Poor clasp design: Affirmed!
The clasp on the 5711/1P is the same as with the other versions of the 5711 family. And for a watch of this caliber, we would have expected a more refined clasp system which is easy to open and close. But Patek has not managed to do this one well. The clasp is difficult to close and to open.
The finish is magnificent. As with the detailing like the polished middle link contrasting beautifully against the brushed outer links. Totally beautiful and beyond reproach. But the operations of the locking tab which is excessively firm, and difficult to open. And when the tab is opened, the folding buckle itself needed some force to open. Perhaps Patek’s intent is that it does not undo on its own, but this level of lack of refinement is a concern. Thumbs down.
Pedestrian movement for a watch with lofty ambitions: Affirmed!
The Nautilus 5711/1P is equipped with the bog standard 324 SC. True, this is a nicely designed in-house manufactured movement. True it is nicely finished with all the haute horlogerie boxes ticked. But this is the exact same movement that beats inside the case of its regular cousins in the 5711 family. We might have preferred a small modification to indicate its lofty perch, like perhaps a platinum ring on the outer edge of the rotor. Or some engraving on the movement. But nothing. Pure standard movement. Not necessarily a bad thing, but not quite enough for a top drawer watch.
Very high price: Debunked! Mostly.
As mentioned, the pre-Anniversary 5711/1P (non 40th Anniversary) is not even listed in the Patek Philippe catalog. It is also the heaviest and certainly the most expensive within the range, and also perhaps the most collectible. One piece was recently auctioned by Phillips in Hong Kong for HK$ 1,360,000 (converting to approx S$ 235,100) against an estimated retail of S$ 118,000. The new 5711/1P 40th Anniversary Edition retails for S$ 149,300 (incl GST) is limited to 700 pieces and available now. The price strikes us as fair. Patek has chosen a mid-point between the regular 5711/1P’s retail and the achieved auction price. Plus the new Anniversary Edition has on its side of the ledger the addition of diamond indices (true that these are a marginal cost increment), and the exclusivity of the now stated 700 piece limited edition. Admittedly, although a time only watch at this price can hardly be described as inexpensive, we think all 700 will be quickly snapped up.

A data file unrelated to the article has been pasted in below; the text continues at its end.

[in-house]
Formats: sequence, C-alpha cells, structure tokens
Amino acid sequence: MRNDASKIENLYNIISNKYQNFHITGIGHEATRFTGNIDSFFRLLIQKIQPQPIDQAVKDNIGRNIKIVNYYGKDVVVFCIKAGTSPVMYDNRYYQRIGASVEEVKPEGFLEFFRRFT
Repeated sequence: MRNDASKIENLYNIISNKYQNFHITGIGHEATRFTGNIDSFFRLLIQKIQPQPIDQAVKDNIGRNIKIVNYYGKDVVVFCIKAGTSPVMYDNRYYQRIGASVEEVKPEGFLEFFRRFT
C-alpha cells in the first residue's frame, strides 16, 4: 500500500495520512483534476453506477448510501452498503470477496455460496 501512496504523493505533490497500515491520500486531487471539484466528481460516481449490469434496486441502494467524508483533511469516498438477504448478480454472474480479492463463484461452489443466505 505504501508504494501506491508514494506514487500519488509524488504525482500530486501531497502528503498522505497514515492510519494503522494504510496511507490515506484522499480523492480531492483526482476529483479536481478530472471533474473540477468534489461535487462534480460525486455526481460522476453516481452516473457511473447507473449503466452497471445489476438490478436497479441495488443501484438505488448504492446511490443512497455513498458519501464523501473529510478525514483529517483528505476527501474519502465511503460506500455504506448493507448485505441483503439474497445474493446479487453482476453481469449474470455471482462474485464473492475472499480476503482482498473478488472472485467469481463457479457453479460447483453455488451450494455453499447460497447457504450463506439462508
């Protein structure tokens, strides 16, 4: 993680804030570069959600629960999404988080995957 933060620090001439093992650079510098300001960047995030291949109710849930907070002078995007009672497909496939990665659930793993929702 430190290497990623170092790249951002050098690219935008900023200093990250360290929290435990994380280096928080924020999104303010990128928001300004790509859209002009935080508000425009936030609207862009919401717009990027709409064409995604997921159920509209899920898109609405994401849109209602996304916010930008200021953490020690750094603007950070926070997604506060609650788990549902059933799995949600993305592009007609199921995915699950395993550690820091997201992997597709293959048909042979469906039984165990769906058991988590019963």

As another case to consider is perhaps the Nautilus’ closest competitor: The Audemars Piguet Royal Oak. A very platinum AP Royal Oak Jumbo Ref 14802PT which was offered for sale in 2011 on Timezone.com. We understand this was transacted at close to the asking price of US$ 49,000 which many consider a bargain. The original intent of Audemars Piguet was to make 125 pieces to celebrate their 125th Anniversary. The watch was to be in solid platinum with a platinum bracelet weighing about 220g, and had an un-engraved rotor on the C.2120 movement. However, only 8 were ever made. And we speculate that a piece being offered in today’s market will fetch a price close to the US$ 100k (about S$ 145k), similar to the retail of the new Nautilus 5711/1P.
The new Patek Philippe Nautilus 5711/1P is a very lovable watch. We particularly love the discrete and understated looks. One would need a double take to correctly identify it against its stainless steel sister, the 5711/1A. Making it the ultimate in stealth. Perhaps this is reverse snobbery, which we are happy to be guilty as charged. We love the hefty feel of the platinum case and bracelet. And ultimately also the arguably fair asking price. Sure its expensive. But its a Patek Philippe, and as history has shown, it is likely to maintain a good value in the secondary marker in the years to come.
Do we like the watch? No. We loved it! Two thumbs up, and kudos to Patek Philippe for this creation.